Capacity building is an important element in health for successfully tackling social health inequalities by improving the capacity of health actors and institutions at national, regional, and local levels. Capacity building looks at “development of sustainable skills, organisational structures, resources, and commitment to health improvement in health and other sectors, to prolong and multiply health gains”.
Capacity building has become an integral part of health strategies worldwide, helping governments prevent, prepare for, respond to, and recover from health emergencies. There are different ways to approaching capacity building in low- and middle-income countries, however, the success of all hinges on adapting these approaches to local contexts.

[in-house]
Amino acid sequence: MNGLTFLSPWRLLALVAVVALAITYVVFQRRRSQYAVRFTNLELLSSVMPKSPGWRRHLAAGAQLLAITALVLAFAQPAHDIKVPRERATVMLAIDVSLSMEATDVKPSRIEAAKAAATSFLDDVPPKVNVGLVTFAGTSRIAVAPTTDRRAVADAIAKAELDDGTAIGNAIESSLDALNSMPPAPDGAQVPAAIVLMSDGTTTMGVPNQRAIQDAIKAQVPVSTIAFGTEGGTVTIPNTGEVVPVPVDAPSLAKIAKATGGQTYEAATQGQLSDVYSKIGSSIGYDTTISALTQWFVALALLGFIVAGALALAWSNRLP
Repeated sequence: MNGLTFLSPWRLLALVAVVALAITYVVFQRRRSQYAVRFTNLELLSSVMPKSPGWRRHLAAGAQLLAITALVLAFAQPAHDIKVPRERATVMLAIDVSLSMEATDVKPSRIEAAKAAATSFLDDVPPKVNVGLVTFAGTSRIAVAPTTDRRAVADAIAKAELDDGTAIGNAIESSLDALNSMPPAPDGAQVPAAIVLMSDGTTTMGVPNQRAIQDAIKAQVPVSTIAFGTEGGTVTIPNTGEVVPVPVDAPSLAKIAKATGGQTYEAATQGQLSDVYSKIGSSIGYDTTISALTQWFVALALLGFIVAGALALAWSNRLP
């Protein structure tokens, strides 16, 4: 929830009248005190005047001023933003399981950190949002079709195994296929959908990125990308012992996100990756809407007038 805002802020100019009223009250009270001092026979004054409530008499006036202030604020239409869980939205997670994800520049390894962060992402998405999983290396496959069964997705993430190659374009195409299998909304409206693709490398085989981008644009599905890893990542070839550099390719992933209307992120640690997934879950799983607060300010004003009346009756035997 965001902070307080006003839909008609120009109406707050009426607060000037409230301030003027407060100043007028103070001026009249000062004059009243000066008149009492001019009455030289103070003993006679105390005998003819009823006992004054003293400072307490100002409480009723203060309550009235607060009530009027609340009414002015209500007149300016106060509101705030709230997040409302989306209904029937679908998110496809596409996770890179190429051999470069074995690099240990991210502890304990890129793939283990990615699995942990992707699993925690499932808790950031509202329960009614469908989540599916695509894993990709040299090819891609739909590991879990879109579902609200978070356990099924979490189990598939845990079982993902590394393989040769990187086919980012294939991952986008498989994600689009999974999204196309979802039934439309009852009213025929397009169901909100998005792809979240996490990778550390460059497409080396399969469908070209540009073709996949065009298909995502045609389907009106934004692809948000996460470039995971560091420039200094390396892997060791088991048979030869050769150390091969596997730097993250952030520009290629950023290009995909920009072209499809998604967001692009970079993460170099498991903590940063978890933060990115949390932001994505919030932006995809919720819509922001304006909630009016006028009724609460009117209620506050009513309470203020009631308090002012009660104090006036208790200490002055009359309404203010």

The health team at Oxford Policy Management recognises the importance of doing dedicated capacity development, which brings together the needs of policymakers in low- and middle-income countries, and combines those with research and lessons learnt from countries elsewhere, to develop a careful plan of action, adapted to the local context. This approach implies that developing local capacity is as equally valued as the research outputs, and thus should be considered as carefully as research design.
To help support in-country capacity development, OPM launched a financing fellowship in Nigeria. The programme aimed to train selected fellows, 14 in the first intake, from federal and state health institutions to enable them to become results-based financing technical assistants.
In the following video, watch Alexandra Murray-Zmijewski present different types of capacity building, and highlight problems that most often constrain capacity development in low- and middle-income countries.